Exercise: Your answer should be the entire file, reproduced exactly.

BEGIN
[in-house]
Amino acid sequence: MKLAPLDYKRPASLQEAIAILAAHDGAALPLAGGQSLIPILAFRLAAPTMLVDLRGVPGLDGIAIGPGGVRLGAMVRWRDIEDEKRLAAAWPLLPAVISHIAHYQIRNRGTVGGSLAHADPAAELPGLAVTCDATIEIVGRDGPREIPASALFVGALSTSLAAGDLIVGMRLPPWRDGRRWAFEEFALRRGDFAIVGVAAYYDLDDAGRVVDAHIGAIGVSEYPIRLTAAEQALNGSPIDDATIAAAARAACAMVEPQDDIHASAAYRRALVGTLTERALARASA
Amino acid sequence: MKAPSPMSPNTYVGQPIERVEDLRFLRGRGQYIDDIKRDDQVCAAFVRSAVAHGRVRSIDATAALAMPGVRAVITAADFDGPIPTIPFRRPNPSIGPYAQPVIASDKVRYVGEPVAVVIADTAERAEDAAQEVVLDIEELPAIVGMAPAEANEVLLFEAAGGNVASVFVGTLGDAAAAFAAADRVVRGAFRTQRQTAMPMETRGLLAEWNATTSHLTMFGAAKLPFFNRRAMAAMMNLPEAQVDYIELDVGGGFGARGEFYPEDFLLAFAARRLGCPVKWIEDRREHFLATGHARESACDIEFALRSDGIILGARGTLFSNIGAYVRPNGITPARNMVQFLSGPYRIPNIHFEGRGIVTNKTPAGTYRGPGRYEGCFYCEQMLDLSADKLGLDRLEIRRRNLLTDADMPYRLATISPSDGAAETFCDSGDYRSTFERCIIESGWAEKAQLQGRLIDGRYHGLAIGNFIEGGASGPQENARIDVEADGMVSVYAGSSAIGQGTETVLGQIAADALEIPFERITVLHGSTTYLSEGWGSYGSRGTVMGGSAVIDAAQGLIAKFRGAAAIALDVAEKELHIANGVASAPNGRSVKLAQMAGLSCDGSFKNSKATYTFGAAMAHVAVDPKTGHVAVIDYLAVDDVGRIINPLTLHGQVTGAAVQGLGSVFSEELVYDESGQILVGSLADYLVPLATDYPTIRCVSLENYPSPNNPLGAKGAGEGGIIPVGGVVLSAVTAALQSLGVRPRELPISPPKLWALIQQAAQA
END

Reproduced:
[in-house]
Amino acid sequence: MKLAPLDYKRPASLQEAIAILAAHDGAALPLAGGQSLIPILAFRLAAPTMLVDLRGVPGLDGIAIGPGGVRLGAMVRWRDIEDEKRLAAAWPLLPAVISHIAHYQIRNRGTVGGSLAHADPAAELPGLAVTCDATIEIVGRDGPREIPASALFVGALSTSLAAGDLIVGMRLPPWRDGRRWAFEEFALRRGDFAIVGVAAYYDLDDAGRVVDAHIGAIGVSEYPIRLTAAEQALNGSPIDDATIAAAARAACAMVEPQDDIHASAAYRRALVGTLTERALARASA
Amino acid sequence: MKAPSPMSPNTYVGQPIERVEDLRFLRGRGQYIDDIKRDDQVCAAFVRSAVAHGRVRSIDATAALAMPGVRAVITAADFDGPIPTIPFRRPNPSIGPYAQPVIASDKVRYVGEPVAVVIADTAERAEDAAQEVVLDIEELPAIVGMAPAEANEVLLFEAAGGNVASVFVGTLGDAAAAFAAADRVVRGAFRTQRQTAMPMETRGLLAEWNATTSHLTMFGAAKLPFFNRRAMAAMMNLPEAQVDYIELDVGGGFGARGEFYPEDFLLAFAARRLGCPVKWIEDRREHFLATGHARESACDIEFALRSDGIILGARGTLFSNIGAYVRPNGITPARNMVQFLSGPYRIPNIHFEGRGIVTNKTPAGTYRGPGRYEGCFYCEQMLDLSADKLGLDRLEIRRRNLLTDADMPYRLATISPSDGAAETFCDSGDYRSTFERCIIESGWAEKAQLQGRLIDGRYHGLAIGNFIEGGASGPQENARIDVEADGMVSVYAGSSAIGQGTETVLGQIAADALEIPFERITVLHGSTTYLSEGWGSYGSRGTVMGGSAVIDAAQGLIAKFRGAAAIALDVAEKELHIANGVASAPNGRSVKLAQMAGLSCDGSFKNSKATYTFGAAMAHVAVDPKTGHVAVIDYLAVDDVGRIINPLTLHGQVTGAAVQGLGSVFSEELVYDESGQILVGSLADYLVPLATDYPTIRCVSLENYPSPNNPLGAKGAGEGGIIPVGGVVLSAVTAALQSLGVRPRELPISPPKLWALIQQAAQA